Letter: Treatment can help menopausal sleep disruptions

Graphic by Lori Deaton

Thank you for your recent piece on how to reduce insomnia [ “Sleepless in Asheville: Insomniacs Share Strategies for Finding Rest,” Nov. 22, Xpress], because this is such a huge problem, particularly among midlife women. I was especially glad that the article specifically highlighted menopause as a major driver of sleeping problems in women. As a menopause specialist working in health care, I spend a lot of time educating women and providers alike about perimenopausal changes and how hormone changes impact well-being in midlife. There is a lot of misinformation around menopause in health care, and as a result, many women’s health providers remain uneducated about the benefits of hormone replacement therapy.

Many people don’t realize the cost of women not treating these temporary but often debilitating symptoms. The perimenopause transition begins on average seven-10 years before a woman reaches full menopause. The average age that women reach menopause in the U.S. is 51, which means that hormonal shifts begin on average around ages 41-45, and sometimes even earlier. The most common hormonal problems that contribute to disrupted sleep and altered circadian rhythms in midlife women are waning progesterone levels, erratic estrogen levels and sometimes depleted levels of testosterone.

In addition to causing multiple nighttime wake-ups and sometimes increased difficulty falling asleep, early menopause symptoms like anxiety, fatigue and decreased resilience can start years earlier than hot flashes for some women. In addition, as a woman gets closer to her menopause transition, hot flashes and feeling increasingly uncomfortable and wakeful when hot at night (“night sweats”) are the most common driver of sleep disruption. Together with hormonal weight gain and increased risk of sleep apnea (as the article also mentions), midlife women really suffer as a result of not sleeping well. Sometimes several nights per week of sleep are affected, over a period of nearly a decade.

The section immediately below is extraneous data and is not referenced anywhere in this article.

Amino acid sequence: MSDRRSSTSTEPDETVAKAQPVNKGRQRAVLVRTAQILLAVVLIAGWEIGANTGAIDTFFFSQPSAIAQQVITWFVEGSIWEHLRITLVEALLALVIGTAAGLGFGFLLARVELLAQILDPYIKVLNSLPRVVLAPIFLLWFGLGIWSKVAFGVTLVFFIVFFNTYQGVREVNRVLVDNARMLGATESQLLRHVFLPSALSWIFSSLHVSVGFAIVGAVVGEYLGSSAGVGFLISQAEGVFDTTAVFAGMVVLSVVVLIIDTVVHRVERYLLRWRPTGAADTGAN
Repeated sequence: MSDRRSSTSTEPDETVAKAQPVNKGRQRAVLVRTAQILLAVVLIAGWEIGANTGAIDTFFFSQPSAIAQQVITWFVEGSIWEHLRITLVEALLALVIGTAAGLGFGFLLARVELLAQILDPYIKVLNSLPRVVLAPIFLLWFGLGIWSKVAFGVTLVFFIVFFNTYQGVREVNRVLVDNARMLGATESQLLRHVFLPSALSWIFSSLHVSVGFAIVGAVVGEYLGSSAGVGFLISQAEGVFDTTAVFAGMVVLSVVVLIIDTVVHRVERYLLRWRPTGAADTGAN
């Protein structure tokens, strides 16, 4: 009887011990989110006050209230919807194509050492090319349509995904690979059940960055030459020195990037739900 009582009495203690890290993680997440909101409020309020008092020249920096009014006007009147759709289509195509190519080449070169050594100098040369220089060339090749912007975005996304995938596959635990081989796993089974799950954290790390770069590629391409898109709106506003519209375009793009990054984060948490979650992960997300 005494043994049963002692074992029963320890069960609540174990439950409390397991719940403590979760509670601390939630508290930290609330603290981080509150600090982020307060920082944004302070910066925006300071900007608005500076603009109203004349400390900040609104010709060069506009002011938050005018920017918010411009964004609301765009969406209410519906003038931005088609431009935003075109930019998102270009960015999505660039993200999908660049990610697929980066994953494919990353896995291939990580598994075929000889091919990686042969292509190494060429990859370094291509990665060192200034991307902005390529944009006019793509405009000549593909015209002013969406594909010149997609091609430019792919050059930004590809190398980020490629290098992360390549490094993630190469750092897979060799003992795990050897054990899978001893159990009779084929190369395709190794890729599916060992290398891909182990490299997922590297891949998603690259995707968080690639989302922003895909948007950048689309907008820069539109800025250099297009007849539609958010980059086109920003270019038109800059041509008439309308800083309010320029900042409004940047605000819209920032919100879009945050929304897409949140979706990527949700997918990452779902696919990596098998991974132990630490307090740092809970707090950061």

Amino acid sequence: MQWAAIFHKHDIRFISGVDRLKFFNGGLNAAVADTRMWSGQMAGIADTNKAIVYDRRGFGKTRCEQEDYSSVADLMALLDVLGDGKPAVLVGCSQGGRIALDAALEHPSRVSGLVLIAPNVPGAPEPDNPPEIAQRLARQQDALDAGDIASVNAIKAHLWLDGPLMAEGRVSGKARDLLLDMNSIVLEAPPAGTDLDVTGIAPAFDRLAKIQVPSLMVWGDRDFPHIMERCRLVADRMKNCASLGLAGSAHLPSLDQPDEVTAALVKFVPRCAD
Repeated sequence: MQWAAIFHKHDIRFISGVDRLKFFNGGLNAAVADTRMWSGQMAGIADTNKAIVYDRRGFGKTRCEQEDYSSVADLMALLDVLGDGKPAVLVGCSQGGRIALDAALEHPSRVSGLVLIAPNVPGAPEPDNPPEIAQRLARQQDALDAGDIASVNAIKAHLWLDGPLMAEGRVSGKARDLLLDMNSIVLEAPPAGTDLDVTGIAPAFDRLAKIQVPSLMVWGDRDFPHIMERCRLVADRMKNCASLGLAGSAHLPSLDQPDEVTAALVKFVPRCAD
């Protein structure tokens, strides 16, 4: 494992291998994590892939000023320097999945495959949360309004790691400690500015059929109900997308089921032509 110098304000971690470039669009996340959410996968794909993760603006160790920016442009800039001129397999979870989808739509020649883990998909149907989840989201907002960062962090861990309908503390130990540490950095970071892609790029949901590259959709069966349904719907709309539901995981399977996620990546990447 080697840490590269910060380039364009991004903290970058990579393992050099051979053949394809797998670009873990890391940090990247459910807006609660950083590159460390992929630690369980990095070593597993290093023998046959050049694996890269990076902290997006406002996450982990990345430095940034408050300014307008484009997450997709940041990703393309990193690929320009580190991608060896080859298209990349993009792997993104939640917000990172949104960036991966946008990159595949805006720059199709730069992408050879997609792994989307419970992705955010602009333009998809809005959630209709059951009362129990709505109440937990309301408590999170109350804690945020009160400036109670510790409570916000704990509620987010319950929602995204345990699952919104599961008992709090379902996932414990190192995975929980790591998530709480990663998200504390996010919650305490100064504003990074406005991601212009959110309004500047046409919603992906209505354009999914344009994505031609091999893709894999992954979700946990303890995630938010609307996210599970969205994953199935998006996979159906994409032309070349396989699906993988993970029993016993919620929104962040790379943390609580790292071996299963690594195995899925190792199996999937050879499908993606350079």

Over 80% of women report sleep difficulties during their menopause transition, but only 12% or less are offered hormone replacement therapy, or HRT. Despite what many people have been misled to believe, modern body-identical HRT is safe and affordable, and offers highly effective treatment for hot flashes and sleep disruption with the most long-term benefits (namely, reducing osteoporosis, diabetes and heart disease). Women and providers can get more education about ways to treat menopause symptoms safely and effectively by reading the Menopause Society guidelines at [avl.mx/d7w].

— Jill Gustafson
Certified menopause specialist and nurse-midwife


Thanks for reading through to the end…

We share your inclination to get the whole story. For the past 25 years, Xpress has been committed to in-depth, balanced reporting about the greater Asheville area. We want everyone to have access to our stories. That’s a big part of why we've never charged for the paper or put up a paywall.

We’re pretty sure that you know journalism faces big challenges these days. Advertising no longer pays the whole cost. Media outlets around the country are asking their readers to chip in. Xpress needs help, too. We hope you’ll consider signing up to be a member of Xpress. For as little as $5 a month — the cost of a craft beer or kombucha — you can help keep local journalism strong. It only takes a moment.

About Letters
We want to hear from you! Send your letters and commentary to letters@mountainx.com

Before you comment

The comments section is here to provide a platform for civil dialogue on the issues we face together as a local community. Xpress is committed to offering this platform for all voices, but when the tone of the discussion gets nasty or strays off topic, we believe many people choose not to participate. Xpress editors are determined to moderate comments to ensure a constructive interchange is maintained. All comments judged not to be in keeping with the spirit of civil discourse will be removed and repeat violators will be banned. See here for our terms of service. Thank you for being part of this effort to promote respectful discussion.

Leave a Reply

To leave a reply you may Login with your Mountain Xpress account, connect socially or enter your name and e-mail. Your e-mail address will not be published. All fields are required.